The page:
Phillips, Layli (Editor). The womanist reader. Routledge Press, 2007.The Womanist Reader is the first volume to anthologize the major works of womanist scholarship. Charting the course of womanist theory from its genesis as Alice Walker's African-American feminism, through Chikwenye Okonjo Ogunyemi's African womanism and Clenora Hudson-Weems' Africana womanism, to its present-day expression as a global, anti-oppressionist perspective rooted in the praxis of everyday women of color, this interdisciplinary reader traces the rich and diverse history of a quarter century of womanist thought.

Rodriguez, Cheryl R. (Editor, Contributor) and Tsikata, Dzodzi (Editor) et. al. Transatlantic Feminisms: Women and Gender Studies in Africa and the Diaspora. Lexington Books, 2016.
Transatlantic Feminisms is an interdisciplinary collection of original feminist research on women’s lives in Africa and the African diaspora. Demonstrating the power and value of transcontinental connections and exchanges between feminist thinkers, this unique collection of fifteen essays addresses the need for global perspectives on gender, ethnicity, race and class. Examining diverse topics and questions in contemporary feminist research, the authors describe and analyze women’s lives in a host of vibrant, compelling locations.

Steady, Filomina Chioma. Women and Collective Action in Africa: Development, Democratization, and Empowerment, with Special Focus on Sierra Leone. Palgrave Macmillan, 2006.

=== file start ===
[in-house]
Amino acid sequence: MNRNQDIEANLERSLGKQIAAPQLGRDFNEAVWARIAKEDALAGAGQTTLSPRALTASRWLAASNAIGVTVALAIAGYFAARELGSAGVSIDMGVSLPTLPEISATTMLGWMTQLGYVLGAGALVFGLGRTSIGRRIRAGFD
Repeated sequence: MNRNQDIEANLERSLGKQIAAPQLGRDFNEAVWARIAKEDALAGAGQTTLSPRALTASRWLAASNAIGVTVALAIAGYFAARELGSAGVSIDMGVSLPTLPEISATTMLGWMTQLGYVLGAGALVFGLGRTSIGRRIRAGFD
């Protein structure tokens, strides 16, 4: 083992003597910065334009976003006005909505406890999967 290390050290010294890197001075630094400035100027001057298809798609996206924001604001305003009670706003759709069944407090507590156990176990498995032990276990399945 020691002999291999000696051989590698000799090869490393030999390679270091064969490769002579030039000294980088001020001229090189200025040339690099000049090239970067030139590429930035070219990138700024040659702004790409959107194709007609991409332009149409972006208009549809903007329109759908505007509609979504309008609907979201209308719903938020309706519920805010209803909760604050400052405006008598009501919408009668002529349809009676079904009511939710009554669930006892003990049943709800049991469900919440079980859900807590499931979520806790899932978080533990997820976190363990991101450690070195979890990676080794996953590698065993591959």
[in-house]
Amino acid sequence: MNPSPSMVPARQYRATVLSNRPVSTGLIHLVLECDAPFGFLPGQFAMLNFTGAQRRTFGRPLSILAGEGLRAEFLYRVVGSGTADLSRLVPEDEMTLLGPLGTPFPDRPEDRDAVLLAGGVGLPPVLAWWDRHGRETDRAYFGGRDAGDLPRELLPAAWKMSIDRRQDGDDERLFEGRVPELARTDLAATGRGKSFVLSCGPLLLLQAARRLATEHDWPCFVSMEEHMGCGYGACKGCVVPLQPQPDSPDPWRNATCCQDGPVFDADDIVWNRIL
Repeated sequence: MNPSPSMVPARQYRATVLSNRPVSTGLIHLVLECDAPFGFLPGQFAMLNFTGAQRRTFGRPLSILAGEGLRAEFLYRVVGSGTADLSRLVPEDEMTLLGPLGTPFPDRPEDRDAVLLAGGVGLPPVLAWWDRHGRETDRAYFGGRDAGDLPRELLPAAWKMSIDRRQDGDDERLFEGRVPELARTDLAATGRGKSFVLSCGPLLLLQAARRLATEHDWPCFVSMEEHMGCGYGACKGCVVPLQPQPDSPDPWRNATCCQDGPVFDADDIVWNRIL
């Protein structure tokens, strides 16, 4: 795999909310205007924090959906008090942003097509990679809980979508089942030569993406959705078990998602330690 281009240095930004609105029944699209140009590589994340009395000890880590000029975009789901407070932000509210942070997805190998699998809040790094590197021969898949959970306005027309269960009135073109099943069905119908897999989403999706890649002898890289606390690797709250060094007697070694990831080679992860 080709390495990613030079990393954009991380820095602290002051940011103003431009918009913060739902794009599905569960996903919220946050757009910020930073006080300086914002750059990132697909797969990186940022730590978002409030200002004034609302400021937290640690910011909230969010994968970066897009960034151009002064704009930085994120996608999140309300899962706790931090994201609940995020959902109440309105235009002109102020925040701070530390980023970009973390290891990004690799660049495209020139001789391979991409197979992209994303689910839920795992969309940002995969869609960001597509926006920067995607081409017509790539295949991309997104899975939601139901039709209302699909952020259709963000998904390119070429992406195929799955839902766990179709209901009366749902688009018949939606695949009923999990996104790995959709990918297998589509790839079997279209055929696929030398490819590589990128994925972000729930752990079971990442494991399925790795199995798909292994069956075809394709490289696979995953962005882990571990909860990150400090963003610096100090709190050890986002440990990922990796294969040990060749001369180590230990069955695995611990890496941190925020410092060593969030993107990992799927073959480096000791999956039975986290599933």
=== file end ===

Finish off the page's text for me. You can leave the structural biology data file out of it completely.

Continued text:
This book examines women's movements and women's collective action in Africa. Steady begins her examination in pre-colonial times, moving through the colonial period to the present. She looks at the various arenas which collective action has and can influence, comparing the impact on economic growth, education, democratizations, family formation, and women's rights.

Wamariya, Clemantine and Weil, Elizabeth. The Girl Who Smiled Beads: A Story of War and What Comes After. Crown, 2018.
Clemantine Wamariya was six years old when her mother and father began to speak in whispers, when neighbors began to disappear, and when she heard the loud, ugly sounds her brother said were thunder. In 1994, she and her fifteen-year-old sister, Claire, fled the Rwandan massacre and spent the next six years migrating through seven African countries, searching for safety—perpetually hungry, imprisoned and abused, enduring and escaping refugee camps, finding unexpected kindness, witnessing inhuman cruelty. They did not know whether their parents were dead or alive.
When Clemantine was twelve, she and her sister were granted refugee status in the United States; there, in Chicago, their lives diverged.
The book provokes the reader to look beyond the label of “victim” and recognize the power of the imagination to transcend even the most profound injuries and aftershocks. Devastating yet beautiful, and bracingly original, it is a powerful testament to her commitment to constructing a life on her own terms.